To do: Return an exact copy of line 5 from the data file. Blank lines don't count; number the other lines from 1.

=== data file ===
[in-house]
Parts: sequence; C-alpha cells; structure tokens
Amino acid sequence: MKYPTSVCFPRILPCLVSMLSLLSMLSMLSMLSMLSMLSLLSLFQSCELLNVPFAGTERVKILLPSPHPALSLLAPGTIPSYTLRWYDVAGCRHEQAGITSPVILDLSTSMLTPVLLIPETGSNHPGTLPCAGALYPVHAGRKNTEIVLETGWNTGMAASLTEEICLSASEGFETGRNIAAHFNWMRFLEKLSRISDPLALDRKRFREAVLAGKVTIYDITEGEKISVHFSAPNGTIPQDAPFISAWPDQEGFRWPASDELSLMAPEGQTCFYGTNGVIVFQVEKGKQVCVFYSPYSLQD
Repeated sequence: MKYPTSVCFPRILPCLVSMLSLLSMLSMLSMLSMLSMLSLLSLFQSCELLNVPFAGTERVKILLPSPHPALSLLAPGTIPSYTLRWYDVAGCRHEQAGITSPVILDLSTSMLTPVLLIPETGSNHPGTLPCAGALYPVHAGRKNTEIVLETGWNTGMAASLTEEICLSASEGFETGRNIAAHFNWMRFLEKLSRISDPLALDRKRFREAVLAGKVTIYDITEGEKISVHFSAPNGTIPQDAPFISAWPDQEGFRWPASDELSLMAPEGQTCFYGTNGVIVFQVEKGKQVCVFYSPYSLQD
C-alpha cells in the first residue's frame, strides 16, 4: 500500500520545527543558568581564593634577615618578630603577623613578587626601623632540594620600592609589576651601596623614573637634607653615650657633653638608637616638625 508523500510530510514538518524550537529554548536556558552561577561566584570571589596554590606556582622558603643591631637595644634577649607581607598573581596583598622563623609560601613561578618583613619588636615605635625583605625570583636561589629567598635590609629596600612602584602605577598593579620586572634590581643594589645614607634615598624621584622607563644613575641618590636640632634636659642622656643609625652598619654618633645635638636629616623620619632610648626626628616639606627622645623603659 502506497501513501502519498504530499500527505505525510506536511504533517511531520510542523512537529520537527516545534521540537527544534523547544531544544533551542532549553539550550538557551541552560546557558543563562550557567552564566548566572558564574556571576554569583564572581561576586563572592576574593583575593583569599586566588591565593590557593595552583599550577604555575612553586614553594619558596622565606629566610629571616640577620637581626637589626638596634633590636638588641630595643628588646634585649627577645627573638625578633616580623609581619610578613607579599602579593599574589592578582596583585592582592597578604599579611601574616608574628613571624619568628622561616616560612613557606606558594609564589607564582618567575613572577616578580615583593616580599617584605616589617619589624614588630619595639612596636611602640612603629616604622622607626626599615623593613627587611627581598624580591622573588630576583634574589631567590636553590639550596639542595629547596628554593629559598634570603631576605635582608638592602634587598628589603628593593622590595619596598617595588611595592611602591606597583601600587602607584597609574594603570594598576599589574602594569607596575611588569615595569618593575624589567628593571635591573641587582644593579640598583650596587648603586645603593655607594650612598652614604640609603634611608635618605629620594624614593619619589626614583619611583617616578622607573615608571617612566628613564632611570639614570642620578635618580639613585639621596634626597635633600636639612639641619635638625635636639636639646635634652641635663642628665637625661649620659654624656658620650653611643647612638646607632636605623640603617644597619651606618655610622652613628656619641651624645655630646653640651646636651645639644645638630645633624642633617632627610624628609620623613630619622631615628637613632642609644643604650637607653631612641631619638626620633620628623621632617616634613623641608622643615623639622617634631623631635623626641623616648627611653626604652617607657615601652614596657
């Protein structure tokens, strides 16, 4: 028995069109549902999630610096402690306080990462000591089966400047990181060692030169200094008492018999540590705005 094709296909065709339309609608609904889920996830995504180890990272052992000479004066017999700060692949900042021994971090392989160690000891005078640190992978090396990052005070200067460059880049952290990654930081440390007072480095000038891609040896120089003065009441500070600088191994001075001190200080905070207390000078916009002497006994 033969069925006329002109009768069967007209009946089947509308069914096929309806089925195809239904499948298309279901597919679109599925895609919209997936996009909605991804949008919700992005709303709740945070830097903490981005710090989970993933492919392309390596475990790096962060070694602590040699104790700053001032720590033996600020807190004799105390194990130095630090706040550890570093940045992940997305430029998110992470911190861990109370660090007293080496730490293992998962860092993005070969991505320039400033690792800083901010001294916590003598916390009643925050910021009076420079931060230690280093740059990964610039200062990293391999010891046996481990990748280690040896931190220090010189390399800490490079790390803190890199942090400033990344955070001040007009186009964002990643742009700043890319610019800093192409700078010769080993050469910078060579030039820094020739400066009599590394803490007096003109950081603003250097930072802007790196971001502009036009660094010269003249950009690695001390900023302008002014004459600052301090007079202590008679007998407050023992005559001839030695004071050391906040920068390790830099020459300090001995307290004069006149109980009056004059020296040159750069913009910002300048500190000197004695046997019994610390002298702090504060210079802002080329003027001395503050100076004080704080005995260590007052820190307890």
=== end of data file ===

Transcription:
C-alpha cells in the first residue's frame, strides 16, 4: 500500500520545527543558568581564593634577615618578630603577623613578587626601623632540594620600592609589576651601596623614573637634607653615650657633653638608637616638625 508523500510530510514538518524550537529554548536556558552561577561566584570571589596554590606556582622558603643591631637595644634577649607581607598573581596583598622563623609560601613561578618583613619588636615605635625583605625570583636561589629567598635590609629596600612602584602605577598593579620586572634590581643594589645614607634615598624621584622607563644613575641618590636640632634636659642622656643609625652598619654618633645635638636629616623620619632610648626626628616639606627622645623603659 502506497501513501502519498504530499500527505505525510506536511504533517511531520510542523512537529520537527516545534521540537527544534523547544531544544533551542532549553539550550538557551541552560546557558543563562550557567552564566548566572558564574556571576554569583564572581561576586563572592576574593583575593583569599586566588591565593590557593595552583599550577604555575612553586614553594619558596622565606629566610629571616640577620637581626637589626638596634633590636638588641630595643628588646634585649627577645627573638625578633616580623609581619610578613607579599602579593599574589592578582596583585592582592597578604599579611601574616608574628613571624619568628622561616616560612613557606606558594609564589607564582618567575613572577616578580615583593616580599617584605616589617619589624614588630619595639612596636611602640612603629616604622622607626626599615623593613627587611627581598624580591622573588630576583634574589631567590636553590639550596639542595629547596628554593629559598634570603631576605635582608638592602634587598628589603628593593622590595619596598617595588611595592611602591606597583601600587602607584597609574594603570594598576599589574602594569607596575611588569615595569618593575624589567628593571635591573641587582644593579640598583650596587648603586645603593655607594650612598652614604640609603634611608635618605629620594624614593619619589626614583619611583617616578622607573615608571617612566628613564632611570639614570642620578635618580639613585639621596634626597635633600636639612639641619635638625635636639636639646635634652641635663642628665637625661649620659654624656658620650653611643647612638646607632636605623640603617644597619651606618655610622652613628656619641651624645655630646653640651646636651645639644645638630645633624642633617632627610624628609620623613630619622631615628637613632642609644643604650637607653631612641631619638626620633620628623621632617616634613623641608622643615623639622617634631623631635623626641623616648627611653626604652617607657615601652614596657